Welcome to WIFI Antennas

Register now to gain access to all of our features. Once registered and logged in, you will be able to contribute to this site by submitting your own content or replying to existing content. You'll be able to customize your profile, receive reputation points as a reward for submitting content, while also communicating with other members via your own private inbox, plus much more! This message will be removed once you have signed in.


  • Content count

  • Joined

  • Last visited

Community Reputation

42 Excellent

1 Follower

About swarg_eu

  • Rank
    Advanced Member

Recent Profile Visitors

681 profile views
  1. There are 2:1 4:1 combiner, filer, LNA separately and the 4:1 filer and LNA on single board
  2. Your cable (connectors) seems to be badly assembled (happens to the best, there is usually a QC to avoid this), the central pin has 191,8 ohm !!!!! It should tend like the other conductor to 0 ohm!! and check that additionally, you don't have a problem with SMA to RP-SMA
  3. 1. it depends on the cable, for example, the cable has a loss of 0,5 dB/m multiplied with the 10m gives 5dB of signal loss the 7dBi antenna acts now as a 2dBi antenna 2. no TV and WIFI are at different frequencies and a TV antenna is not optimized for 2,4 GHz 3. no it can't, the power of the USB dongle is not high enough to cause any damage due to a mismatch 4. depends on the cable (check the cable specification, the type is usually written on the cable or post a picture of the cable). 2,4 GHz is not that sensitive to small mistakes, make sure that you don't have a short circuit 5. no you don't need a shielding on the USB modem, 21 dBi make sure that the antenna is for 2,4 GHz
  4. 1. the ground of the antenna needs to be at the defined position to get a proper radiation pattern and impedance matching (mount it on a separate horizontal arm) 2. the parabolic grid antenna is made for a dipole (you don't use the full reflection area of the grid), you reflect only one part of the polarised wave (-3dB for TX and RX, MIMO is not gonna work in this particular case) an offset satellite dish is a much better choice for a reflector, kip in mind that there is a polarisation change after a reflection (SISO system limitation)
  5. If your goal is to get to 15GHz and more you are using the wrong connector. You need an SMT edge connector (I would prefer a 2.92mm connector), lowers the problem with ground Why did you cut open all metal layers? There is no need for that it only introduces unwanted effects.
  6. Expanded Polystyrene er 1,02-1,04 (99% air, water-resistant...) https://www.epsindustry.org/sites/default/files/-Properties%2C Performance and Design Fundamentals of Expanded Polystyrene Packaging.pdf end of page 4
  7. that not a problem, but depending on the frequency a 90 deg hybrid or a ratrace is a better solution
  8. it depends on how you look on the splitter/combiner - splitter, 2 output ports with a 3dB "loose" compared to the input - combiner the output has a 3dB "gain" compared to the 2 input ports (assuming the phase and amplitude match) the question is actually what you do with the splitted/combined signal in the case of an antenna, the feeding network for the patches splits the power while TX and combines the power while RX the TX antenna gain and the radiation pattern is a result of the superposition (amplitude and phase) of the patches radiation the RX antenna gain and pattern are the results of the combined patch (pattern) signals (amplitude and phase) in the case of a passive antenna, the feeding network is the same for TX & RX resulting in the same pattern for TX & RX and doubling the patch count increases the antenna gain by 3dB (combiner/slpitter)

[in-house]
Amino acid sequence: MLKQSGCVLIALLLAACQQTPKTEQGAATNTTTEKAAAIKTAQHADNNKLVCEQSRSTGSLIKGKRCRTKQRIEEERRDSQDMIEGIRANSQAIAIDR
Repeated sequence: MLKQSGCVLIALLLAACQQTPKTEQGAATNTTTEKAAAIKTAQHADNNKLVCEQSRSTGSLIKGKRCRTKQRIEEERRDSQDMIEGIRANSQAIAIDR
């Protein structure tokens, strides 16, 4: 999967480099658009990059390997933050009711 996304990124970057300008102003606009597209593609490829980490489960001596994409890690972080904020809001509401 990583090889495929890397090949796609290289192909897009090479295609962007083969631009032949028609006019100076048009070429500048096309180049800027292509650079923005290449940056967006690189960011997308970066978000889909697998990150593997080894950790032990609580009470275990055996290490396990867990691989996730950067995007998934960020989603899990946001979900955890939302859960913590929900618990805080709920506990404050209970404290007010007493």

9. for what?
  10. for this type of antenna, a simple power splitter is not a solution (no phase shift between ports) the patches need to be driven with a 180 deg phase shift, otherwise, there will be no main lobe in the radiation pattern (in its place will be a zero) Therefore it uses a transformer (wire loop) that transforms the single-ended (asymmetric) to differential (symmetric, 180 deg phase shift) port the rest of the PCB traces (GND below) ensures a proper impedance match
  11. everything else is 50 ohm
  12. that is a power splitter (impedance matching) 2x H pol. on one splitter 2x V pol. on the other splitter
  13. there is a problem: your antenna is used to RX and TX (TDD, FDD...), and putting a PA or LNA can benefit only TX or RX the other one gets attenuated the devices have usually an RF front end IC that switches between PA and LNA mode based on control pin voltage ................. (pain in the ass to manipulate) checkup list: check that the KIP9-1700/2700 antenna is in the focus of the parabolic dish the dish is correctly oriented (not a side lobe) measure the cable & antenna (if you have some equipment), there's maybe water inside the cable... Easy improvement: get the router as close to the antenna as possible (5 meters more of ethernet cable has a lower impact on the connection than 5 meters of coax) Spend money: get a router that is integrated with the irradiator for example Kroks Rt-Pot sHw DS get a bigger parabolic dish
  14. draw me a basic schematic of what you are planig antenna impedance, source impedance ...